The classification of gems is a subtle and striking example of the impact of global commerce on natural history in early modern Europe. It is subtle because the burgeoning trade in gems, unlike the trade in exotic plants and animals, did not lead to the introduction of many new species of gems to Europe. It is striking because, despite this dearth of new species, or perhaps because of it, the concept of the ‘Oriental’ gem made its way to the heart of the taxonomy of gems in European books of natural history from the late sixteenth century to the end of the eighteenth. Indeed, ‘Oriental precious stone’ remained an official category in mineralogy even after the category ‘precious stone’ had fallen into disrepute. This paper considers two major causes of the emergence and persistence of this example of taxonomic exoticism. One cause was the decline of the traditional classification of gems according to their colour. Naturalists learned to downplay colour from gem-cutters, who stressed the importance of the hardness of gems; from jewellers, who drew attention to the existence of such things as white rubies and pink diamonds; and from travellers, who reported that gems in the East and West Indies changed colour as they ‘matured’ in the earth. The second driver of the ‘Oriental gem’ idea was the fact that European jewellers used the term ‘Oriental’ to advertise the quality of their wares and to signify stones of particularly high quality. The naturalists’ tendency to use ‘Oriental’ as a term for the identity of stones is explained by the close ties that existed in this period between jewellers and naturalists and between notions of mineral quality and notions of mineral identity.
This paper considers the importance of context in assessments of pearls’ worth in the late 17th century, with an emphasis on the English imperial sphere. In an era of increasing objectification of profit and precision in financial calculation, pearls demanded recognition of the relative, subjective nature of value. I argue that the pearls’ worth was calculated at least in part based on the relationships they facilitated, or furthered. I argue that in spite of pearls’ relative insignificance within a larger world of imperial commerce, they continued to appear in treatises on prosperity and trade because of their lingering associations with the wealth of seaborne empire. Furthermore, they continued to prompt migrations of labor and capital and imperial and personal investment. The ease with which pearls evaded control and objectification challenged the impulse to categorize and channel subjects and objects. At the same time, pearls were often evoked in art and writing to illuminate the nature of the places that produced and consumed them and the bodies that wore them.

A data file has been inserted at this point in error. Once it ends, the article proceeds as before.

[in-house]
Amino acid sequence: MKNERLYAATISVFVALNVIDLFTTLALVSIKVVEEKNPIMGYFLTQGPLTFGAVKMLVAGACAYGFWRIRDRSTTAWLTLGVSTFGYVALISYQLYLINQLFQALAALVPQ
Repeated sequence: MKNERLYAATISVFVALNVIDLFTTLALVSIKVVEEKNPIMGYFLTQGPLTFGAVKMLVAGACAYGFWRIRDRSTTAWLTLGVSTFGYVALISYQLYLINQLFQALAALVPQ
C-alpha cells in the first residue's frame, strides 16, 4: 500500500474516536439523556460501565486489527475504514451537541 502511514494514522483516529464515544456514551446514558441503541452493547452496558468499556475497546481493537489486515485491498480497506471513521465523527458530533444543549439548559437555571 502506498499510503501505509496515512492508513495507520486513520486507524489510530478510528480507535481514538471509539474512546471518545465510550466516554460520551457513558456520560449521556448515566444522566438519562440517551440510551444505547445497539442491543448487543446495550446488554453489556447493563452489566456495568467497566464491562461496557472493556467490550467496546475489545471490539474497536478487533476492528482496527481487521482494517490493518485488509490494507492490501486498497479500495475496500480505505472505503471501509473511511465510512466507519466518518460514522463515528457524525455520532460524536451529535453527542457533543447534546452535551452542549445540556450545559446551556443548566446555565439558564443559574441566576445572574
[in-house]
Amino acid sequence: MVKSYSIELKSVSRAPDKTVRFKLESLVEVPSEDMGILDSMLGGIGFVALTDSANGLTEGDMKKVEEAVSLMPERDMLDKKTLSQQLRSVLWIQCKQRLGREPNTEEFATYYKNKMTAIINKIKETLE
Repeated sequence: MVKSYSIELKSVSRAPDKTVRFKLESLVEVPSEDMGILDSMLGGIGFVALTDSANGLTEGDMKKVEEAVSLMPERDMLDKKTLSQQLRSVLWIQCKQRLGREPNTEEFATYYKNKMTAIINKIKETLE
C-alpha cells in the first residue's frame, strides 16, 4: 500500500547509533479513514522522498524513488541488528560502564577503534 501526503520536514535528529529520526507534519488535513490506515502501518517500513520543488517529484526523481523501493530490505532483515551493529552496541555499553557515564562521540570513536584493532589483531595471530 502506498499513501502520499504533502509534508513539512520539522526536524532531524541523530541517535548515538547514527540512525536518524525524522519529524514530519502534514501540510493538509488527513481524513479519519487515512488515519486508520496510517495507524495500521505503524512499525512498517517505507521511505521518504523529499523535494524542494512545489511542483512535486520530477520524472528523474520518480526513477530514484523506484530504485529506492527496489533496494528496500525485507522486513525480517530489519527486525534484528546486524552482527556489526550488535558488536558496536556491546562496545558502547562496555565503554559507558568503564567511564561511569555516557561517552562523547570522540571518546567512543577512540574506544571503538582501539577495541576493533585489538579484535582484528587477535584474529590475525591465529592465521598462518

The introduction of a criterion of regularity into the definition of crystals by the 1760s corresponded to a growing interest in crystals as specimens within eighteenth-century French collections. This paper will explore some of the ways in which crystals, particularly rock crystals, were captured in collections as exemplary neoclassical naturalia. It will tie the widening interest in mineralogy both to new formulations of the nation, articulated in the new School of Mines, and to a flurry of texts on crystallography published in the 1770s and 1780s which established regularity as a key diagnostic criterion. I will suggest that the study of crystals must be understood as a practice emerging out of the dialogue between commerce and aesthetics taking place within natural history cabinets, and not only in relation to chemical analysis or the Vulcanism/Neptunism debate.
Student-led roundtable discussion involving students from the V&A/RCA History of Design MA and the History Department at the University Warwick. Papers on early modern gem-related arts will be circulated in advance, briefly introduced by discussants, and discussed in the group. Discussants and topics: Michael Bycroft on cutting the French crown jewels, Rachael Morton on the marketing of eighteenth-century metalwork.
Discussants and topics: Marta Ajmar on hard-stone technological knowledge and tools in Renaissance Florence, Sven Dupré on a topic TBC.